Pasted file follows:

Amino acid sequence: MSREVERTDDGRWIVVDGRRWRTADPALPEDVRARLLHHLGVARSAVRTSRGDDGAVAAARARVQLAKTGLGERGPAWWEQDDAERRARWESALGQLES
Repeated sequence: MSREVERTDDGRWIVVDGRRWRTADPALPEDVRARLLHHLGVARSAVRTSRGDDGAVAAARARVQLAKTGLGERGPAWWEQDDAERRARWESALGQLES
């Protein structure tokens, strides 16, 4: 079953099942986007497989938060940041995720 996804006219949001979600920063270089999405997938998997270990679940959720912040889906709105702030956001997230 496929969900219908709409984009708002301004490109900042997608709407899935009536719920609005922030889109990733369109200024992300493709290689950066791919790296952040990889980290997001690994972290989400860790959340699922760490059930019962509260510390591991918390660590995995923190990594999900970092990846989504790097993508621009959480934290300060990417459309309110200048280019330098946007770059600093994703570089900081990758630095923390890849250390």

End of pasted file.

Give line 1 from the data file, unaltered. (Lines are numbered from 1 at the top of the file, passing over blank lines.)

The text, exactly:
Amino acid sequence: MSREVERTDDGRWIVVDGRRWRTADPALPEDVRARLLHHLGVARSAVRTSRGDDGAVAAARARVQLAKTGLGERGPAWWEQDDAERRARWESALGQLES